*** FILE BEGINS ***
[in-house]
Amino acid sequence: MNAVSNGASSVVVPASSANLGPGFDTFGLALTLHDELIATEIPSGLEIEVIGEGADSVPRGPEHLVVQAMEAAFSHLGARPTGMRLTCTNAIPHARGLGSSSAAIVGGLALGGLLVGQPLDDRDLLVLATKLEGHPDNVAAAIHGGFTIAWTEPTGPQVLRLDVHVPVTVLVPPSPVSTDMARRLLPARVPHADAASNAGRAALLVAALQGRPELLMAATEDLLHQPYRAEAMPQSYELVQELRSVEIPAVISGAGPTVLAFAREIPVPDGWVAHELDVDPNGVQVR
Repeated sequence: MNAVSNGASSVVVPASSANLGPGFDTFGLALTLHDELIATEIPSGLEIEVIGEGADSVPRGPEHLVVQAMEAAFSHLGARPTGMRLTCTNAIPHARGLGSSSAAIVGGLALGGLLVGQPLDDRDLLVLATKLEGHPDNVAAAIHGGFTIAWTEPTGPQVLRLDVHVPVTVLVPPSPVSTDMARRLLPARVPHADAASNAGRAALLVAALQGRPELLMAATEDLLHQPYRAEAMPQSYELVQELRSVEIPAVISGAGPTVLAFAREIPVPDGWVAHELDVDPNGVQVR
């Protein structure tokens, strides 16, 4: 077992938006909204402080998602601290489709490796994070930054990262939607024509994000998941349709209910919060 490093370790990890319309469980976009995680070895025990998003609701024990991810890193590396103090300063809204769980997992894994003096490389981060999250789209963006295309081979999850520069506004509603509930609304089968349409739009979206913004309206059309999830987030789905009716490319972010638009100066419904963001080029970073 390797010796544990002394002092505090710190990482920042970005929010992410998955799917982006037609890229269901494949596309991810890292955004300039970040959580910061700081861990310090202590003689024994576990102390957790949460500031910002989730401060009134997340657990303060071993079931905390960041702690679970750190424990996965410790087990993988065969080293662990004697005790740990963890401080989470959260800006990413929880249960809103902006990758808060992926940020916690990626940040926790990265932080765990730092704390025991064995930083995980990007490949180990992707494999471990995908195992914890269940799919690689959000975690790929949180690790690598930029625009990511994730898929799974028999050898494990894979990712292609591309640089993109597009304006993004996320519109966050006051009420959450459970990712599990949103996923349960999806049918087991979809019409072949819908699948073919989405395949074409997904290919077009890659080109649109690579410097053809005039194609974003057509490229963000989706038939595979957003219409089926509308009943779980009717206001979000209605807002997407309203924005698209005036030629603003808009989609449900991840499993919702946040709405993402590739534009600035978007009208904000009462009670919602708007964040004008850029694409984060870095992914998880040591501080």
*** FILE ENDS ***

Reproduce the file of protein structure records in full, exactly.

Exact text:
[in-house]
Amino acid sequence: MNAVSNGASSVVVPASSANLGPGFDTFGLALTLHDELIATEIPSGLEIEVIGEGADSVPRGPEHLVVQAMEAAFSHLGARPTGMRLTCTNAIPHARGLGSSSAAIVGGLALGGLLVGQPLDDRDLLVLATKLEGHPDNVAAAIHGGFTIAWTEPTGPQVLRLDVHVPVTVLVPPSPVSTDMARRLLPARVPHADAASNAGRAALLVAALQGRPELLMAATEDLLHQPYRAEAMPQSYELVQELRSVEIPAVISGAGPTVLAFAREIPVPDGWVAHELDVDPNGVQVR
Repeated sequence: MNAVSNGASSVVVPASSANLGPGFDTFGLALTLHDELIATEIPSGLEIEVIGEGADSVPRGPEHLVVQAMEAAFSHLGARPTGMRLTCTNAIPHARGLGSSSAAIVGGLALGGLLVGQPLDDRDLLVLATKLEGHPDNVAAAIHGGFTIAWTEPTGPQVLRLDVHVPVTVLVPPSPVSTDMARRLLPARVPHADAASNAGRAALLVAALQGRPELLMAATEDLLHQPYRAEAMPQSYELVQELRSVEIPAVISGAGPTVLAFAREIPVPDGWVAHELDVDPNGVQVR
């Protein structure tokens, strides 16, 4: 077992938006909204402080998602601290489709490796994070930054990262939607024509994000998941349709209910919060 490093370790990890319309469980976009995680070895025990998003609701024990991810890193590396103090300063809204769980997992894994003096490389981060999250789209963006295309081979999850520069506004509603509930609304089968349409739009979206913004309206059309999830987030789905009716490319972010638009100066419904963001080029970073 390797010796544990002394002092505090710190990482920042970005929010992410998955799917982006037609890229269901494949596309991810890292955004300039970040959580910061700081861990310090202590003689024994576990102390957790949460500031910002989730401060009134997340657990303060071993079931905390960041702690679970750190424990996965410790087990993988065969080293662990004697005790740990963890401080989470959260800006990413929880249960809103902006990758808060992926940020916690990626940040926790990265932080765990730092704390025991064995930083995980990007490949180990992707494999471990995908195992914890269940799919690689959000975690790929949180690790690598930029625009990511994730898929799974028999050898494990894979990712292609591309640089993109597009304006993004996320519109966050006051009420959450459970990712599990949103996923349960999806049918087991979809019409072949819908699948073919989405395949074409997904290919077009890659080109649109690579410097053809005039194609974003057509490229963000989706038939595979957003219409089926509308009943779980009717206001979000209605807002997407309203924005698209005036030629603003808009989609449900991840499993919702946040709405993402590739534009600035978007009208904000009462009670919602708007964040004008850029694409984060870095992914998880040591501080």